October 13, 2014

Last weekend, HSH Prince Albert II of Monaco convened a summit on sea level rise and ocean acidification – two of the most pressing environmental issues caused by our carbon dioxide emissions – alongside partners from The Annenberg Retreat at Sunnylands and the Scripps Institution of Oceanography at UC San Diego. The three-day retreat had a special focus on catalyzing leadership strategies to adapt to these ecological changes, with a special focus on the Pacific.

“The focus [of the retreat] is on solutions,” said Margaret Leinen, director of the Scripps Institution of Oceanography at UC San Diego. “We already see acidification taking place. We already see sea level rising. So how are we going to adapt to that? I think it’s really a question of putting good science together with good strategies.”

Low-lying islands of Kiribati © KevGuy4101

Low-lying islands of Kiribati are threatened by sea level rise © KevGuy4101

The summit and awards ceremony took place at Sunnylands – a famed high-level retreat center and estate in Rancho Mirage, CA that is often called a West Coast “Camp David.” The select group of retreat participants included policymakers, scientists, engineers and other public figures. President Anote Tong of Kiribati attended to highlight the plight of his low-lying Pacific island nation, which will face displacement as sea levels rise forcing refugees to move to other countries in the coming decades.

“For thousands of years, humanity has considered the sea as an infinite source of wealth, which was easy to exploit with no concern about its renewal. We now know that these vast expanses are not infinite. And above all, we know that our activities will have repercussions on them. Preservation of the environment cannot be accomplished against humans, on the contrary: it can only work by establishing a sustainable model, capable of reconciling the legitimate goals of population development and the impassable requirements of nature,” said HSH Prince Albert II of Monaco. “By preserving the environment, and in particular the oceans which cover more than 70% of the world’s surface, it is simply a question of making sure that future generations live on a planet which is not hostile towards them.”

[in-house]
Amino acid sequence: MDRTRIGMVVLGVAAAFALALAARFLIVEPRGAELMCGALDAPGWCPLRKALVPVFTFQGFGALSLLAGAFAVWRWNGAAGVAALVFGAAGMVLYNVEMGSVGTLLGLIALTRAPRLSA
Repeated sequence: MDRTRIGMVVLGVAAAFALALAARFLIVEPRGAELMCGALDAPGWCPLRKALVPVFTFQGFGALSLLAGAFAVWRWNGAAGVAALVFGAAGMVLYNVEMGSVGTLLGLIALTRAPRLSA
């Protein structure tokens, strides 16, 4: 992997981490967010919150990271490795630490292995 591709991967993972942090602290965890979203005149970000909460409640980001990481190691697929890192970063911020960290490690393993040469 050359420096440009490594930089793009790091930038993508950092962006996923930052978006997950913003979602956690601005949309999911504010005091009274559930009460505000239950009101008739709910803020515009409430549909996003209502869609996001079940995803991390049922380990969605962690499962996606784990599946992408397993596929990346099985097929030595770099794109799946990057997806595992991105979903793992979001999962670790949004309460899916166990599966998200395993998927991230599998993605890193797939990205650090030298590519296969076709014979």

Sunnylands retreat center and estate © The Annenberg Foundation Trust at Sunnylands

Sunnylands retreat center and estate © The Annenberg Foundation Trust at Sunnylands

The weekend concluded with the Prince Albert II of Monaco Foundation Awards Ceremony to recognize exceptional work to address the Foundation’s three priority fields of activity: “to limit the effects of climate change, to preserve biodiversity, to manage water resources and to combat desertification.” Mission Blue founder Dr. Sylvia Earle received a special Lifetime Achievement Award. “It’s a tremendous honor to be awarded recognition by his Serene Highness Prince Albert,” Earle said. “You can’t just address climate issues by looking up, you also have to look down and out into the ocean. It governs climate and weather.”

The Climate Change Award went to Professor Ove Hoegh Guldberg – founder and director of The University of Queensland’s Global Change Institute and Coordinating Lead Author for the ‘Oceans’ chapter for the Fifth Assessment Report of the Intergovernmental Panel on Climate Change (IPCC) – for his outstanding research and advocacy surrounding the impacts of climate change and ocean acidification on coral reef ecosystems. The Biodiversity Award honored the International Union for Conservation of Nature (IUCN) Red List of Threatened Species for the organization’s leadership in researching and seeking solutions for environmental impacts that threaten species. The IUCN Red List is celebrating its 50th anniversary this year. The Water Award was given to Mr. Ma Jun of the People’s Republic of China for his exceptional work as a journalist and environmentalist recognized for having investigated water and river pollution in China. In 2009 Ma Jun received the Ramon Magsaysay Award – one of the most prestigious awards in Asia – for raising awareness about sustainable water resources management. Previous recipients of the Prince Albert II of Monaco Foundation Awards, which began in 2008, include Dr. Jane Goodall, Dr. E.O. Wilson and Dr. Jane Lubchenco. This is the first time the awards have been presented in the United States.

Sylvia Earle with Prince Albert II of Monaco

Sylvia Earle with Prince Albert II of Monaco

Featured image (top): Sylvia Earle celebrating at the Prince Albert II of Monaco Awards Ceremony with Mission Blue Board Members Shari Sant Plummer, Jenifer Austin and Patty Elkus along with Phillipe and Ashlan Cousteau. Image © Patty Elkus


  • Holly Lansing says:

    You are my hero!
    So well deserved award.
    Please be well and keep up
    Your amazing work 🙂
    With respect,

  • Lorraine Christine Garnier says:

    Dear Sylvia,
    You honor us with your knowledge, experience and compassion for the seas. We are forever grateful for your continuing work to save or seas and in time our world. Thank you Prince Albert II of Monaco for recognizing pure magic in Sylvia.
    with warmest of aloha,

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